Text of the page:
This article affirms the most interesting and amazing Harris Hawk facts. The Harris Hawk (Parabuteo unicinctus) breeds all throughout southwestern United States, Argentine and Chile. These types of hawks are the medium sized birds of prey and are also known as Bay winged or Dusky Hawk. It is a lone member of genus Parabuteo. These birds of prey are highly sociable and are easy to be trained. Unlike other raptors, these birds of prey are not solitary hunters and the success rate is higher when they forage in groups rather than alone. The ideal group must not precede five individuals. Even though Harris hawks are aggressive by nature; they are by no means non-cooperative in that the naturalists have affirmed that these birds can very well be trained.
Harris Hawk Facts
- These species are 46 – 76 cm (18 – 30 inches) long.
- Harris hawk has a wingspan of about 1.1 metres (3.6 feet).
- As in other raptors, females are 35% greater as compared to males.
- The males weigh around 710 grams (25 oz), and the weight of the females is 1,020 grams (36 oz).
- Yellow legs, brown plumage are the two basic physical characteristics of harris hawk.
Where Do Harris Hawks Live?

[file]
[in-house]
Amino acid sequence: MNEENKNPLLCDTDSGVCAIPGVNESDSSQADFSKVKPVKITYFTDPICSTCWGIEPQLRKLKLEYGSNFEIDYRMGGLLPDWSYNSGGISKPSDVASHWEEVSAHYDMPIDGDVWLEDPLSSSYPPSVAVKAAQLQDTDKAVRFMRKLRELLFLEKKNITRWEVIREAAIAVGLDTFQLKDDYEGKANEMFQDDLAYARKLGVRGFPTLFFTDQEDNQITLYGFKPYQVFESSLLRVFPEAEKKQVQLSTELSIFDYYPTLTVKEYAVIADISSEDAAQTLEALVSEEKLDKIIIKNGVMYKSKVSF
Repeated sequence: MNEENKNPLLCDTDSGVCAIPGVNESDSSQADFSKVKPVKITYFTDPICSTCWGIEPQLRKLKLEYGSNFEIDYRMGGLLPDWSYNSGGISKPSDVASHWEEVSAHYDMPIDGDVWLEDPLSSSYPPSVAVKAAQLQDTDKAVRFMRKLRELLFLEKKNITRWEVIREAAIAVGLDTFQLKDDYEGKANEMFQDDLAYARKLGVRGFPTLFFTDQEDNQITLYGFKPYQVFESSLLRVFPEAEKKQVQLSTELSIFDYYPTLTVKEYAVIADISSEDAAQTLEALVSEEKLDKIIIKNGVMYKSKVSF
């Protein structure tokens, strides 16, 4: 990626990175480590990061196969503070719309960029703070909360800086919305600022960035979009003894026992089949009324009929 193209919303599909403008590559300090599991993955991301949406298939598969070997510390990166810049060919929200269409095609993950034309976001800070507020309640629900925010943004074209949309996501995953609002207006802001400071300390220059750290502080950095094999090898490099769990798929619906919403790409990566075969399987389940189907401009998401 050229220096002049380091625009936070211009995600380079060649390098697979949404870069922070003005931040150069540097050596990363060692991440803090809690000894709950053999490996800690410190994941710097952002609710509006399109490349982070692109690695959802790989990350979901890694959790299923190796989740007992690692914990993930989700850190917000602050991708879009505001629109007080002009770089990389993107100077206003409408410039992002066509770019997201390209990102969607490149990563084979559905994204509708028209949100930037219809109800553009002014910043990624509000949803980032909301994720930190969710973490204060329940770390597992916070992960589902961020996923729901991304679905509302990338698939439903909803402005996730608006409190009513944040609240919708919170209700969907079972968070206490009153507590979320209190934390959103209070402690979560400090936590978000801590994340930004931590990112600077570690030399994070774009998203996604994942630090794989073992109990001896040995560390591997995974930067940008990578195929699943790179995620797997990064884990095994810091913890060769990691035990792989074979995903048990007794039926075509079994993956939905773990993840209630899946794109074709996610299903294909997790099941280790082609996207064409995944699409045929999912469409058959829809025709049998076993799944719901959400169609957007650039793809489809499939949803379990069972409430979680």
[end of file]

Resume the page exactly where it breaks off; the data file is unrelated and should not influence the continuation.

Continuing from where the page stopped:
Harris hawk facts about its habitat show that these birds of prey primarily live in semi-desert areas and woodlands such as marshes and mangrove swamps. They are mostly found in South America and they do not migrate. These species are also extensively found in Arid lowland scrub, arid montane scrub, tropical deciduous forest, and low seasonally wet grassland.
What Do Harris Hawks Eat?
These species predominantly feed on small insects, lizards, birds, mammals, hares, and rabbits. They are known to forage in groups and not alone. There may be 3 – 6 hawks in a single group.
Harris Hawk Facts about its Breeding
- These kinds of hawks mainly build their nests on medium sized or small and shrubby growth trees. The nests are usually built of plants branches, roots, stems, leaves, and moss. Normally females are responsible for building nests.
- The females lay 2 – 6 pale blue eggs.
- Both parents contribute toward incubation; however, females perform most of the incubation.
- The hatching period lasts for 31 – 36 days.
- The chicks fledge out after 45 – 50 days.
- The females breed only couple of times annually and sometimes it goes to three times.
- The juveniles remain with their parents for about 3 years.
- The clutch size comprises 3 eggs.
- P. u. superior, Baja California and Arizona
- P. u. harrisi Texas and Eastern Mexico
- P. u. unicinctus South America
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